Inadequate reporting of COVID-19 clinical studies: a renewed rationale for the Sex and Gender Equity in Research (SAGER) guidelines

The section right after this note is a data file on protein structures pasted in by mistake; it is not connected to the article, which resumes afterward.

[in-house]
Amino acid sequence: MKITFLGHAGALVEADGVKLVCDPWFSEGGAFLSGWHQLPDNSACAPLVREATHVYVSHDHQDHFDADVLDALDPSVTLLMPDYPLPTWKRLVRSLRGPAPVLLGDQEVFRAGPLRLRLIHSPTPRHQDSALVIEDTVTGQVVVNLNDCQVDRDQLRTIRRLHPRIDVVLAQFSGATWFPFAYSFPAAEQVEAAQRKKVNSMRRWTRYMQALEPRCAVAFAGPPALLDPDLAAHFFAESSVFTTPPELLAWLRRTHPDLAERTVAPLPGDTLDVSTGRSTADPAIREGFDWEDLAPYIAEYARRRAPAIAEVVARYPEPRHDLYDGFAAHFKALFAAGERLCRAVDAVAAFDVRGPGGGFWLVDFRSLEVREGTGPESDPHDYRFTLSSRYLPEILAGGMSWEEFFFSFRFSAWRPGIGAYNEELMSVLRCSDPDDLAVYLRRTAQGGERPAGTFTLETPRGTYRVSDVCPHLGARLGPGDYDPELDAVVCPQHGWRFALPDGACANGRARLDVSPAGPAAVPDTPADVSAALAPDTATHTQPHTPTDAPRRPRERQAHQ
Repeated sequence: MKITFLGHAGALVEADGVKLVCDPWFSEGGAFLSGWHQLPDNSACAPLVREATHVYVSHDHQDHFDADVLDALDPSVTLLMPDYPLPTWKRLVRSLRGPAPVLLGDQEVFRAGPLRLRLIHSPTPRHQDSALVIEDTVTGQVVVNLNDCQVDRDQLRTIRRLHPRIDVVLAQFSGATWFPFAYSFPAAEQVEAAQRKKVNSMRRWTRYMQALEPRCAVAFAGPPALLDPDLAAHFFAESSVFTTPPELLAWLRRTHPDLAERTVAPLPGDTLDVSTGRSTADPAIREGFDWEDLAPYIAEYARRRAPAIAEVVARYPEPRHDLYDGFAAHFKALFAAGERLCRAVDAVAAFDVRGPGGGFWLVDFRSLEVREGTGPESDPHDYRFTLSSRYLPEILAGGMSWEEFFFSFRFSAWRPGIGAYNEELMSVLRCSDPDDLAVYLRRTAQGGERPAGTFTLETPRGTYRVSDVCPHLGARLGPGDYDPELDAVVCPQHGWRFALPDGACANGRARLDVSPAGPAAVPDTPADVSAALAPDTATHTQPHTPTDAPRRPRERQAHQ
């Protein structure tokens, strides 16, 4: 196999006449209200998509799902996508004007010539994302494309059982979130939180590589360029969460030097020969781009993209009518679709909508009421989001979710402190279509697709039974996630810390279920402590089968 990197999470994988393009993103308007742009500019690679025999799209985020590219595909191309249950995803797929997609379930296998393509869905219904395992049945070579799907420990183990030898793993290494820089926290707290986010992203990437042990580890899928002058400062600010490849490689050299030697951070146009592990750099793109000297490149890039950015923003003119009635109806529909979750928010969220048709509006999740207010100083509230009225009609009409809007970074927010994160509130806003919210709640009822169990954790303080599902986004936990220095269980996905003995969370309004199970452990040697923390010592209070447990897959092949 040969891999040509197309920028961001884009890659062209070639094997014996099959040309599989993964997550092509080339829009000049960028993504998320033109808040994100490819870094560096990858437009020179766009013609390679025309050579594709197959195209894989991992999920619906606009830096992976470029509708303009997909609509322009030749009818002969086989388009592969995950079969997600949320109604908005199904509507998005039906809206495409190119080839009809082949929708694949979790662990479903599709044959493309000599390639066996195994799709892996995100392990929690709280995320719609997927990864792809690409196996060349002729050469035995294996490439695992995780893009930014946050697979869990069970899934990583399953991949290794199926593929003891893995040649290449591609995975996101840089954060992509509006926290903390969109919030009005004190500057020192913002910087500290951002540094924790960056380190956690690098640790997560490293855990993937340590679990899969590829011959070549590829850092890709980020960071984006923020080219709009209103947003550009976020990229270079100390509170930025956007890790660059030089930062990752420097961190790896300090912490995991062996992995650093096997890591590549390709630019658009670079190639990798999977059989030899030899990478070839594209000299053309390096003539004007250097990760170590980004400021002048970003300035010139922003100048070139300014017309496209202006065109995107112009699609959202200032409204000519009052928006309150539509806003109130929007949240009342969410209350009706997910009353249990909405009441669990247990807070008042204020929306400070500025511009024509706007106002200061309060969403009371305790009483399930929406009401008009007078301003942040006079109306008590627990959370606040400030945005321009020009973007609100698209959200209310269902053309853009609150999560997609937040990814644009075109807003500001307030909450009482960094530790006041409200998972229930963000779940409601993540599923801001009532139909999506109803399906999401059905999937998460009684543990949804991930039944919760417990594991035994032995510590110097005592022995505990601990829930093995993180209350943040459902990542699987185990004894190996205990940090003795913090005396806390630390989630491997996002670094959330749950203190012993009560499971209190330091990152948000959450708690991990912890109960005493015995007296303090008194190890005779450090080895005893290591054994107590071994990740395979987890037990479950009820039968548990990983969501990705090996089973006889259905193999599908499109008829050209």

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The COVID-19 pandemic has brought to the fore the implications of sex and gender differences to human health and well-being.1Evidence to date indicates that men are at higher risk of severe disease and death than women, while women seem more likely to suffer from long-term COVID-19, and experience negative social and economic impacts.2 3 Biological sex as well as gender roles and behaviours can affect exposure to the virus and influence the prevalence of pre-existing conditions or harmful habits.4Incorporating sex and gender considerations into clinical research on COVID-19 from the outset would help to identify differential patterns of risk, underlying reasons for disparate outcomes and to develop interventions to effectively respond to the various needs of women and men.5 Given the growing recognition of the relevance of sex and gender in the COVID-19 pandemic, the rationale for this analysis was to examine whether these dimensions are taken into account in clinical research on COVID-19.

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